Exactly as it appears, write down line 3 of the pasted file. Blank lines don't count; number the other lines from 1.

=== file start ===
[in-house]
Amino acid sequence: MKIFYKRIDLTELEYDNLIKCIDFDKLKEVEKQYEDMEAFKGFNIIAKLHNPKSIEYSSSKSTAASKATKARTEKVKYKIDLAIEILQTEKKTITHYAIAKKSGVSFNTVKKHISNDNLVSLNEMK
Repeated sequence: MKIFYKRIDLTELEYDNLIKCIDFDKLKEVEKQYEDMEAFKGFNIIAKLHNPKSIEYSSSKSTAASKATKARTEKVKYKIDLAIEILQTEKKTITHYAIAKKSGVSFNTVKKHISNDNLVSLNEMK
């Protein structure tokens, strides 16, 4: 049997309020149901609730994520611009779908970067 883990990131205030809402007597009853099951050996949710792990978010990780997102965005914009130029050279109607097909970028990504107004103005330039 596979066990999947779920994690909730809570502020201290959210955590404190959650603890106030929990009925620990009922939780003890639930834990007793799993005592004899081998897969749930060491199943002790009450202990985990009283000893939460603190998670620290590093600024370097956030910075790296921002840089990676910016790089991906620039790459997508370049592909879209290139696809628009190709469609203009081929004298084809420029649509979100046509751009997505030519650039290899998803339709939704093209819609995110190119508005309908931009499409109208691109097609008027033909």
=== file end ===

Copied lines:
Repeated sequence: MKIFYKRIDLTELEYDNLIKCIDFDKLKEVEKQYEDMEAFKGFNIIAKLHNPKSIEYSSSKSTAASKATKARTEKVKYKIDLAIEILQTEKKTITHYAIAKKSGVSFNTVKKHISNDNLVSLNEMK